For those who do not have a diving license, you can choose to snorkel to experience the clear blue waters. While you are unable to dive the fissure, swimming between a huge crack between two tectonic plates is still an experience you got to have!
Note: Most tours are at least half a day.
From Reykjavik to Silfra - 45 minutes
Go up north from the capital city and you will land in the Snæfellsnes Peninsular. Also known as Iceland in Miniature, this is the perfect day trip to see what Iceland has to offer especially if you do not have much time. Its untouched beauty is simply magical.
On the way up there, there are a few stops that are worth a visit. Namely – Gerðuberg Cliffs, Bjarnarfoss, Búðakirkja Black Church, Kirkjufellsfoss, Berserkjahraun Lava Fields, and Snæfellsjökull glacier in Snæfellsjökull National Park. You could also stop by the small colourful coastal town of Stykkishólmur.
You could drive up yourself as the roads are paved. If you take your time to see all the sights, this could easily be a day trip.
Reykjavik to Snæfellsnes: 2 hours Snæfellsnes to Snæfellsjökull National Park: 45 minutes
5. Explore the Southern Coast & Jokulsarlon Glacier Lagoon
While this place is a drive away, I do highly recommend getting an early start to the day to make several stops to see Jokulsarlon because it is worth it. Imagine a vast sea of clear blue waters, with icebergs randomly dotted throughout in the most artistic manner. This is a truly a sight you would remember for the rest of your life.
If you are there in the summer and time permits, go at sunset or stay the night! The way the sun falls on the ice and glitters before your very eyes is simply mesmerizing.
Just across from Jokulsarlon Glacier Lagoon is Diamond Beach. Be sure not to miss this, especially in the winter, where large pieces of ice are washed onto the black sand.
Pitstops can be made at Seljalandsfoss, Skogafoss and Vik which are all south of the island. Seljalandsfoss and Skogafoss are gorgeous huge waterfalls while Vik is a small town famous for the Reynisfjara Black Sand Beach.
I do suggest making a quick stop here to stretch your legs and grab some fuel and food as there would not be much for the rest of the journey.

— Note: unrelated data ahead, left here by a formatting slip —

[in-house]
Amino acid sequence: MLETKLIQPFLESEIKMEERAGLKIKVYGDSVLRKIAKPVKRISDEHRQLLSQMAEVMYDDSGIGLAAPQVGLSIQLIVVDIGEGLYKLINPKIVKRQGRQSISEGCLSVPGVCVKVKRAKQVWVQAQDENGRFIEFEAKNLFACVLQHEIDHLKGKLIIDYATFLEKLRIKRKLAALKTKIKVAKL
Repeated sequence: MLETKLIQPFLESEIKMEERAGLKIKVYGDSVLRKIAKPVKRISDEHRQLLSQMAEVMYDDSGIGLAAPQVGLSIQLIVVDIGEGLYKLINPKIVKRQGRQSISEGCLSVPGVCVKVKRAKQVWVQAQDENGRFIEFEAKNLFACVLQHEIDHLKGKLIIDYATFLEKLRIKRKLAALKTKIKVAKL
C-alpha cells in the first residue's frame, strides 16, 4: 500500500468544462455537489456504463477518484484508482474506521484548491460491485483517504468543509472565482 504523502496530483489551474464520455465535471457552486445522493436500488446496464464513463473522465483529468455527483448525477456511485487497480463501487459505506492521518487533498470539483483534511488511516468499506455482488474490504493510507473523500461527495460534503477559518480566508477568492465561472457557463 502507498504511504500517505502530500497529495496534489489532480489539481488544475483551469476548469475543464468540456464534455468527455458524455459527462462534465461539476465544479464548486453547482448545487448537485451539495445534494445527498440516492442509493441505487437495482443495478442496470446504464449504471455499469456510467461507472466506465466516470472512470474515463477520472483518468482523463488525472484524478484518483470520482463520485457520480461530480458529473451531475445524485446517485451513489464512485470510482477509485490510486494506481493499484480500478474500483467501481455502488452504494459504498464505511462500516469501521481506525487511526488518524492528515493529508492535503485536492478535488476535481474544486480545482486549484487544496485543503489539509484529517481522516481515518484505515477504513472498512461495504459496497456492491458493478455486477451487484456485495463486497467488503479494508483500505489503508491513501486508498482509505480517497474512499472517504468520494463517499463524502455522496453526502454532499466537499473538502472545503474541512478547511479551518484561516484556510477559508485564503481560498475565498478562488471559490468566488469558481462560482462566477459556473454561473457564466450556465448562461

If you don’t fancy the long drive to the glacier lagoon, taking your time to spend in these 3 places could also be an option for a day trip. There are plenty of scenic sights on the way and you can truly explore the southern coast.
Driving duration: 4 hours, longer with pit stops one-way Reykjavik City Centre to Jokulsarlon Glacier Lagoon - 4 hours Reykjavik City Centre to Vik - 2 hours 30 minutes
6. Hike the Sólheimajökull Glacier
If you love hiking, this walking tour day trip is the one for you. Sólheimajökull Glacier is located on the southern part of the island and it is the fourth biggest glacier in Iceland.
I do strongly recommend trying to go glacier hiking if you can. Walking on a glacier is walking on endless amount of extremely old and extremely thick ice – a once in a lifetime epic stroll if I may add.
Hiking a glacier is suitable for beginner hikers and they are available all year round. So if you fancy an adventure, book a guided tour and stick to the instructions of your guide, you would be in for an afternoon you will never forget!
Note: Allocate a whole day for a trip here.
Driving duration: 2 hours one-way
7. Visit the ice cave in Langjokull Glacier
This location involves driving in very heavy snow and it is recommended to go on an ice cave tour from Reykjavik to visit the ice cave in Langjokull Glacier. The tours ranges in timing, taking from 3 hours to half a day depending on the activities you choose to do.
Langjokull Glacier is the second largest glacier in Iceland and definitely worthy of a visit.
In Icelandic, Langjokull means ‘long glacier’. Langjokull used to have natural ice caves however, these have collapsed in recent years.
With careful research, there is now a construction of a man-made ice cave to show how the inside of a glacier looks like. Visitors are able to walk through this path and learn all about the formation of these natural wonders.
After, you may choose to go snowmobiling to enjoy the vast snowy landscape!
I would recommend renting a 4-wheel-drive because the roads are not easy. There are no supermarkets and petrol kiosks along the way so make sure you have enough food and petrol to last the whole journey. Alternatively, book a tour so you do not have to worry about it.
An iconic picture of Landmannalaugar is the Laugahraun lava field. Here, you will be greeted with colourful vibrant rocks, layered across each other, forming a mountain which rises above a black lava field.
If you would like to see this from a bird’s eye view and fancy a hike, hike up Bláhnjúkur, which translates to ‘blue peak’. From the peak, you get a 360-degree view of the colourful field. This is a 5km trek and would take around 3 to 4 hours with photo opportunities.
I would recommend doing hikes in the summer in Iceland but heads up, summer in Iceland is still freezing so be prepared! After the hike, you can relax and warm up by visiting the geothermal pools.
Driving duration: 3 hours one-way
9. Whale watching
To do this you would have to book a tour so it is on the pricier side but worth every penny. The chances of seeing whales, dolphins and porpoise in their natural habitats are high and are actually rather common sights.
Be sure to dress warmly because I guarantee you it’s going to be cold regardless of when you are going to be there.
Note: This would be a half day trip.
Have you been to the land of fire and ice? Or is it on your bucket list? I hope this post inspires you to do whatever it takes to go on that adventure!